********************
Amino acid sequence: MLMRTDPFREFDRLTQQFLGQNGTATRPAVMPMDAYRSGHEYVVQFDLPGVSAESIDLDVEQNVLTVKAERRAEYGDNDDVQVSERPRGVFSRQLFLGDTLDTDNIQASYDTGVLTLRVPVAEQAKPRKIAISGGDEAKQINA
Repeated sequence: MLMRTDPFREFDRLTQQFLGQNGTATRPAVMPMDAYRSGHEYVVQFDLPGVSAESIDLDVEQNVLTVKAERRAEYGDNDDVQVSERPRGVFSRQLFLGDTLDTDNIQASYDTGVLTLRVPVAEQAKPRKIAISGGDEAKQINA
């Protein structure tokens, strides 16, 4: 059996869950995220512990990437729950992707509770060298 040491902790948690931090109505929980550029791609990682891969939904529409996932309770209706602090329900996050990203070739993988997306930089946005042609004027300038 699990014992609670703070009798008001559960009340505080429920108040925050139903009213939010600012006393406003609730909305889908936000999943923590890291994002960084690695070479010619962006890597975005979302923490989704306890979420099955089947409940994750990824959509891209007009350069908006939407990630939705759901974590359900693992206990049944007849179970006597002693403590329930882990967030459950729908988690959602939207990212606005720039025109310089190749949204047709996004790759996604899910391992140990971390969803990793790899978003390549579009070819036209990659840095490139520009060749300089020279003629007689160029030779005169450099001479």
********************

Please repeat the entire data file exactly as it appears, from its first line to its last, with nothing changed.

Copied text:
Amino acid sequence: MLMRTDPFREFDRLTQQFLGQNGTATRPAVMPMDAYRSGHEYVVQFDLPGVSAESIDLDVEQNVLTVKAERRAEYGDNDDVQVSERPRGVFSRQLFLGDTLDTDNIQASYDTGVLTLRVPVAEQAKPRKIAISGGDEAKQINA
Repeated sequence: MLMRTDPFREFDRLTQQFLGQNGTATRPAVMPMDAYRSGHEYVVQFDLPGVSAESIDLDVEQNVLTVKAERRAEYGDNDDVQVSERPRGVFSRQLFLGDTLDTDNIQASYDTGVLTLRVPVAEQAKPRKIAISGGDEAKQINA
């Protein structure tokens, strides 16, 4: 059996869950995220512990990437729950992707509770060298 040491902790948690931090109505929980550029791609990682891969939904529409996932309770209706602090329900996050990203070739993988997306930089946005042609004027300038 699990014992609670703070009798008001559960009340505080429920108040925050139903009213939010600012006393406003609730909305889908936000999943923590890291994002960084690695070479010619962006890597975005979302923490989704306890979420099955089947409940994750990824959509891209007009350069908006939407990630939705759901974590359900693992206990049944007849179970006597002693403590329930882990967030459950729908988690959602939207990212606005720039025109310089190749949204047709996004790759996604899910391992140990971390969803990793790899978003390549579009070819036209990659840095490139520009060749300089020279003629007689160029030779005169450099001479």